Eligible costs shall be reduced according to how they are reimbursed (or are expected to be reimbursed) by a provincial, federal or municipal government. You can claim this credit if the renovation was made to your primary residence within 24 months after the end of 2021 (this includes your share of upgrades done by your condo corporation).

Saskatchewan Home Renovation Tax Credit 

This non-refundable provincial credit was created by Saskatchewan’s Bill 1, The Income Tax (Strong Recovery Home Renovation Tax Credit) Amendment Act, 2020. It’s now administered by the Canada Revenue Agency (CRA) as part of Saskatchewan’s personal income tax system. Up to 10.5% be claimed for the 2021 and 2022 tax years.

Who Is Eligible?

Like other tax credits, qualifying renovations must be made to an applicant’s primary Saskatchewan residence or the property it’s on. That said, the Saskatchewan Home Renovation Tax Credit isn’t just available to residents who are elderly or disabled.

As such, requirements are different:

  • You, your spouse, or common-law partner and any children under the age of 17 (yours or theirs) must regularly inhabit the home/property during the eligibility period. The total allowable credit can be divided among family members.
  • Any expenses you wish to claim must have been incurred between October 1, 2020, and December 31, 2022. Additionally, the renovation(s) must be mostly completed by no later than December 31, 2022, to qualify.
  • Those renovations must be of a permanent nature, as well as imperative to the home or land surrounding it. A plot of one-half hectare (1.24 acres), including the home and adjoining land, may also be considered eligible.
  • While the renovations are underway, you must own the home (alone/jointly) or a share of the capital stock of a cooperative housing corporation that you obtained for the legal right to live in a housing unit owned by said corporation.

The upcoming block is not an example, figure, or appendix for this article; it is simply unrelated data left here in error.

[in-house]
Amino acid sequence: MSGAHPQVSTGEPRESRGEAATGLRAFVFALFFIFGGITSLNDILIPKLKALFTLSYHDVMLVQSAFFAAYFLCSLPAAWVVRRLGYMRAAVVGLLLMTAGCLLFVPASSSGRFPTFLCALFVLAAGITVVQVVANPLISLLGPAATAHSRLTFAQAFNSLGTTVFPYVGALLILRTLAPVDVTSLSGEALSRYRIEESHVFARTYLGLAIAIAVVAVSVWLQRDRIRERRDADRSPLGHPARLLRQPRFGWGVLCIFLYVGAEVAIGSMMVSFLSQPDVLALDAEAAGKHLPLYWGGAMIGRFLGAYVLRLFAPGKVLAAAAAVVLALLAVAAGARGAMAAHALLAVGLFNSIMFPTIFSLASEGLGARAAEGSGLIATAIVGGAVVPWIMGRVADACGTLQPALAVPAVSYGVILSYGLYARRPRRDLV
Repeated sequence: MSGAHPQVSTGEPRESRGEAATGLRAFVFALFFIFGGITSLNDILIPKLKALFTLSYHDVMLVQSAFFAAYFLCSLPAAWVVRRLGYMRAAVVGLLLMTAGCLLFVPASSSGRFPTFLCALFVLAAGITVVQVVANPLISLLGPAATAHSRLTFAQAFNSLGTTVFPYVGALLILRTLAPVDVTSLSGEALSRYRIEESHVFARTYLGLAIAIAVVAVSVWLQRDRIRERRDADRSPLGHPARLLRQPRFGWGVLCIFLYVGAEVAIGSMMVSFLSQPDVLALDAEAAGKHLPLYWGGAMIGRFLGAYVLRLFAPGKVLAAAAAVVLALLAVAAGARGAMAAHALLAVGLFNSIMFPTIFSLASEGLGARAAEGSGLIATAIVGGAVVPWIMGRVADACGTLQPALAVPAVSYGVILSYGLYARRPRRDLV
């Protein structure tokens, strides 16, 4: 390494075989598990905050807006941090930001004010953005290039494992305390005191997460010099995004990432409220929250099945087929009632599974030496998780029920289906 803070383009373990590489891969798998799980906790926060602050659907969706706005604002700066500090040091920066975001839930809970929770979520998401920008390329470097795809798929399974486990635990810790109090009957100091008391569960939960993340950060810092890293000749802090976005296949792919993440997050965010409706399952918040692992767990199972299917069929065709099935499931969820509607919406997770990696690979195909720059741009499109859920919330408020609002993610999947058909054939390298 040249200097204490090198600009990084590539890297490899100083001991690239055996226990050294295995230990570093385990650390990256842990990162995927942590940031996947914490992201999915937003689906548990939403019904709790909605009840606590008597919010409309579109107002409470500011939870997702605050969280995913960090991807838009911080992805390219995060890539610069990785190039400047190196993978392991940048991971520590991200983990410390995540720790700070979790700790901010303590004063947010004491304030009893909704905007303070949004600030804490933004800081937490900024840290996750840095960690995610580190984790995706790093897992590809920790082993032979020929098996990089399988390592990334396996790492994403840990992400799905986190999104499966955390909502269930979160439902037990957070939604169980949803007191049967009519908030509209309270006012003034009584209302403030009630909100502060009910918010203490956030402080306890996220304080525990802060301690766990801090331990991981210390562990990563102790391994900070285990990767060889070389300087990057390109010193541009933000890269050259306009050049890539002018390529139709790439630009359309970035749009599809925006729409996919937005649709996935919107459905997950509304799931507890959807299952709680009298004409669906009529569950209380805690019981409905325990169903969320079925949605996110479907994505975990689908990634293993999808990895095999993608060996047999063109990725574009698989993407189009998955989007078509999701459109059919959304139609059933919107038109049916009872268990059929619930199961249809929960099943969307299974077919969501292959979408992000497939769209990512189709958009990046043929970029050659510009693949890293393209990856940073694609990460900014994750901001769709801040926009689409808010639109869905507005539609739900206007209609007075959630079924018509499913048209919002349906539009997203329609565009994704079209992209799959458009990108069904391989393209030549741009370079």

How Much Can You Claim?

The Saskatchewan Home Renovation Tax Credit can only be claimed on your 2021 and 2022 personal income tax returns, for qualifying expenses in excess of a $1,000 base amount annually. The total credit you can claim depends on the tax year:

  • 2021 Provincial Tax Return – Up to $12,000 can be claimed for eligible costs incurred from October 1, 2020 to December 31, 2021. You can get a maximum credit of $1,155 ($11,000 x 10.5%).
  • 2022 Provincial Tax Return – If they exceed the base amount, a maximum of $10,000 in qualifying expenses can be claimed for the 2022 taxation year.

If you sell your home and buy a new one during an eligible period, renovations can be claimed for both dwellings to a maximum of $20,000 (each home must be your primary residence at the time). However, if you earn rental or business income from a dwelling, you can only claim expenses associated with personal areas (not tenant-related costs).

Financial Assistance Programs For Home Renovation In Quebec

While these programs aren’t tax credits technically, they are still government-run programs that provide financial assistance to those looking to make eco-conscious renovations to their homes.

Rénoclimat

Rénoclimat is a program offered by the Quebec government that provides homeowners with advice through a free home consultation. Ultimately, the goal is to improve the energy efficiency of your h

ome through the reduction of your energy consumption.

How To Take Part In Rénoclimat

  1. Call 1-866-266-0008 to schedule an appointment with an advisor in your area
  2. An advisor will come to your home and perform a pre-work energy evaluation of your home.
  3. Have the necessary work completed
  4. Set up a post-work appointment with your advisor
  5. Wait to receive your Rénoclimat financial assistance cheque in the mail 10 to 12 weeks after your post-work appointment.

Federal Home Renovation Tax Credits